Ai Weiwei’s project on the former penal island in San Francisco Bay has result in 50,000 postcards to political prisoners
Letter writing may be a lost art, but Ai Weiwei has proven that it can still make a big impact. Visitors to the Chinese artist’s exhibition on Alcatraz Island have sent nearly 50,000 postcards to incarcerated political prisoners worldwide since the show “@Large: Ai Weiwei on Alcatraz” opened at the former prison complex in September 2014.
The interactive work, titled Yours Truly, is one of seven site-specific installations Ai created for the small island off the coast of San Francisco, which became a national historic landmark in 1986. The artist drew on his own experience of detainment to create the work, which seeks to address the isolation felt by many political prisoners who fear that their causes have been forgotten while they are behind bars. (Ai has not been able to leave China since his 81-day detention by the Chinese government in 2011; he designed the works and oversaw their installation remotely from his studio in Beijing.)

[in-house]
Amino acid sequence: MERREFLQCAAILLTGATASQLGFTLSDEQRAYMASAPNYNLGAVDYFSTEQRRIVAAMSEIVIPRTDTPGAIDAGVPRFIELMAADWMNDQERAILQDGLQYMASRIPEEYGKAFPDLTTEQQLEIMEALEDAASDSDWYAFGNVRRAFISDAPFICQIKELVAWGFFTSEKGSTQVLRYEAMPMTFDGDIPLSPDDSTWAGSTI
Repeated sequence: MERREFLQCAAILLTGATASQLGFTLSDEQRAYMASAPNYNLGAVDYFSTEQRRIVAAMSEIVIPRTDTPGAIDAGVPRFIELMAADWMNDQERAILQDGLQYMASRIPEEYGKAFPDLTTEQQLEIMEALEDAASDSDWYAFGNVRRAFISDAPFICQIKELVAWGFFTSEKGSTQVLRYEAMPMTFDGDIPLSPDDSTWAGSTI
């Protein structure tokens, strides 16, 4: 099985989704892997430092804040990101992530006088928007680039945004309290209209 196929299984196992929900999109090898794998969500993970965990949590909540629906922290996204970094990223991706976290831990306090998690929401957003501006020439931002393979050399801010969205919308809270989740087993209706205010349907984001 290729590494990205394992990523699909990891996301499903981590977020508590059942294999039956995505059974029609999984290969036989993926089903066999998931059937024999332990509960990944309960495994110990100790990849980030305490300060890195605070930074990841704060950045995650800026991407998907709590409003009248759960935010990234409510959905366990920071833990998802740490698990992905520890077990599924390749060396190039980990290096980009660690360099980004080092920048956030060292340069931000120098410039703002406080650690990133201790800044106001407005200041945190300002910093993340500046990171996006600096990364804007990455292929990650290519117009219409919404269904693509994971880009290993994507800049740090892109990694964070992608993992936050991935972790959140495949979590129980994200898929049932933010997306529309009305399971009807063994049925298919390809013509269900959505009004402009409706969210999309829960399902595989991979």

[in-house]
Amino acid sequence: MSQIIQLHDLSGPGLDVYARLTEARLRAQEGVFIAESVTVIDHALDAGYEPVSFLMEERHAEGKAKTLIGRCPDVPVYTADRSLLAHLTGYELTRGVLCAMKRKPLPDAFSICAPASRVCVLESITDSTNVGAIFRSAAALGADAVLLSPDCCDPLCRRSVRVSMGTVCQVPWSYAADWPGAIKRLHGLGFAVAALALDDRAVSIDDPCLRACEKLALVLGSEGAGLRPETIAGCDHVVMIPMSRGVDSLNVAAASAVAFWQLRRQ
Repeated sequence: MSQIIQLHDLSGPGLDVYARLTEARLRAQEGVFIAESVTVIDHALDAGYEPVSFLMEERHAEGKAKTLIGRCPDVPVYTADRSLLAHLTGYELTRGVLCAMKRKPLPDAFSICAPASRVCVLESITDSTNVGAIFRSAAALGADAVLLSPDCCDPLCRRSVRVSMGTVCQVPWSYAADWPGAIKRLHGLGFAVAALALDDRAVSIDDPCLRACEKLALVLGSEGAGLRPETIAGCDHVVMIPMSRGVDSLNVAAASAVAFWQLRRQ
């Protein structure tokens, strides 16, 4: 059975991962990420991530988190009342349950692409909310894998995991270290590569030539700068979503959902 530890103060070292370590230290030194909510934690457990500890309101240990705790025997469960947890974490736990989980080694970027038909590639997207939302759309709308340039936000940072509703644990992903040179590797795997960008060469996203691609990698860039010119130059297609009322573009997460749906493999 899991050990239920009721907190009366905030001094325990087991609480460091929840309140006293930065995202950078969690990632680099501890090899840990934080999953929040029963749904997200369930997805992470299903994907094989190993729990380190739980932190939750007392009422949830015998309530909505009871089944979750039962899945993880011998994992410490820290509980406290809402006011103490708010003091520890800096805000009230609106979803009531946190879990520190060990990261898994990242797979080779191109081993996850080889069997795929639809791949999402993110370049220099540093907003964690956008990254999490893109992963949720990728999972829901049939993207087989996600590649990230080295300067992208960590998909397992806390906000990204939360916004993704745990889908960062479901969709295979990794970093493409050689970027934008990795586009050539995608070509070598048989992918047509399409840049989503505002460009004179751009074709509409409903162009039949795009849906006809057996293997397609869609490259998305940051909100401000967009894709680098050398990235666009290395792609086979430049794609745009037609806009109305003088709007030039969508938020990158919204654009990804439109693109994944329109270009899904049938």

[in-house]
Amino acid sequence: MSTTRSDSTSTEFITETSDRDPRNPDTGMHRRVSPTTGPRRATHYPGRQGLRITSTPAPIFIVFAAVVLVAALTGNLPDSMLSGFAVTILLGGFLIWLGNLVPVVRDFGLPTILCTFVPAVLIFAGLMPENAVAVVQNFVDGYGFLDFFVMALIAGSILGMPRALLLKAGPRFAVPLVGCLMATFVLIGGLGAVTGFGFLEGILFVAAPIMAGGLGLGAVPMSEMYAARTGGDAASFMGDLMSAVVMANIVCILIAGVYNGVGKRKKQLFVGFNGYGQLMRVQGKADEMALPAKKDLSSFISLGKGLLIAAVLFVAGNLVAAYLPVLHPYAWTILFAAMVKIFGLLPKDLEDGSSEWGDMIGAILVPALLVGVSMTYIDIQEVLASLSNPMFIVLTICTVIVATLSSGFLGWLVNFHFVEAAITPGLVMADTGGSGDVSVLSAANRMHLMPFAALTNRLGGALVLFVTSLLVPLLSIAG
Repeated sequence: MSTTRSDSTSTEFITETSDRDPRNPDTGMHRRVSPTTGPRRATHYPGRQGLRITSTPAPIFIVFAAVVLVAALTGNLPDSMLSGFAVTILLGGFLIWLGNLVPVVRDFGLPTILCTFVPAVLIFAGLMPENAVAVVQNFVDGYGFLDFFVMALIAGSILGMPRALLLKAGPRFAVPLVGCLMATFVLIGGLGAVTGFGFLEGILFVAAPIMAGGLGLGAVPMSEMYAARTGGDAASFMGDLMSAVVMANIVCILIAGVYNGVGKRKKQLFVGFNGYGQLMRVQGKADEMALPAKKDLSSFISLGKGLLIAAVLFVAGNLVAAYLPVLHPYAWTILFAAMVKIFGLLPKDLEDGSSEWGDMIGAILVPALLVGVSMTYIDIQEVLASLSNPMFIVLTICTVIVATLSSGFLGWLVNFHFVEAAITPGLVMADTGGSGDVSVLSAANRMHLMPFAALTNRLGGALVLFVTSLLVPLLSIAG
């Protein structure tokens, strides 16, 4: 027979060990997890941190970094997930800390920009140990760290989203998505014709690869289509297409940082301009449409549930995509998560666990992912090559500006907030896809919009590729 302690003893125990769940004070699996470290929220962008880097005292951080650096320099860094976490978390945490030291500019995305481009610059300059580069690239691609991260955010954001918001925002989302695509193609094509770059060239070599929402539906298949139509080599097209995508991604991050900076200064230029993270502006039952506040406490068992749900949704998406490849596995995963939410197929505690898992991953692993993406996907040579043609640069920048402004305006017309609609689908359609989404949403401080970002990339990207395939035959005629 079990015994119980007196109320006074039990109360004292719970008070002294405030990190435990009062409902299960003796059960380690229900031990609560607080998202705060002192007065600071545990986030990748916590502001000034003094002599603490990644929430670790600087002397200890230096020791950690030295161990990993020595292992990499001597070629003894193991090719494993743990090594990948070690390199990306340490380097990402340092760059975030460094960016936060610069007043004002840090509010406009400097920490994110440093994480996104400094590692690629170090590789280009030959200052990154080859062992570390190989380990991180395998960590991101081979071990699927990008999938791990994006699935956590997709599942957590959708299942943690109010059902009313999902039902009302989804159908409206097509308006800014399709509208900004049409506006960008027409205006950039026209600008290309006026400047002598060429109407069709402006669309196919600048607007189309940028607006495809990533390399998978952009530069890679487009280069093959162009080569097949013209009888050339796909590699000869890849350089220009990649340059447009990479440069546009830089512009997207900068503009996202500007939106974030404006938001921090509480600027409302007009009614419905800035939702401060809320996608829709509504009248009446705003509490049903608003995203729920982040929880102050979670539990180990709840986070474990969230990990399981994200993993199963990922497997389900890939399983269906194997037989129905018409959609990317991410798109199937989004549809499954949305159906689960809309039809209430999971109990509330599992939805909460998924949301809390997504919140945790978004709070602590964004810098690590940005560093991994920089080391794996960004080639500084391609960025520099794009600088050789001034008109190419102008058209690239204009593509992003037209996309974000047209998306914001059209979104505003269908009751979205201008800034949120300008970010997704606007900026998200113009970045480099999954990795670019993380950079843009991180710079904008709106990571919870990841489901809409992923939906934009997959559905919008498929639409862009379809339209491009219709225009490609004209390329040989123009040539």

On Alcatraz, visitors are invited to sit at one of the long tables in the prison’s former dining hall, read about more than 100 political prisoners in 20 countries, and send a message of encouragement to the prisoner of their choice. The For-Site Foundation, which co-organised the exhibition with the National Park Service and the Golden Gate National Parks Conservancy, is footing the postage bill and mailing the cards with help from Amnesty International. The largest proportion of the cards—more than 12%—has been sent to prisoners in the US, according to For-Site, while 8.7% has gone to India and 8.1% to Vietnam.
The Thai magazine editor Somyot Prueksakasemsuk, who in 2013 was sentenced to 11 years in prison for insulting Thailand’s king, has received “thousands” of postcards, according to his wife Sukanya Prueksakasemsuk. “Somyot has passed his regards to all of you who made his days in prison brightening,” she said in a statement. Another eager recipient is the Egyptian demonstrator Ahmed Maher, a co-founder of the April 6 Youth Movement. Although Maher is forbidden access to paper or writing implements in prison, his brother Mostafa has been showing him photographs of the postcards on his cell phone during visits.
Many more postcards are due to be sent before the exhibition closes on 26 April. “@Large: Ai Weiwei on Alcatraz” has received more than half a million visitors to date.
Source:: The Art Newspaper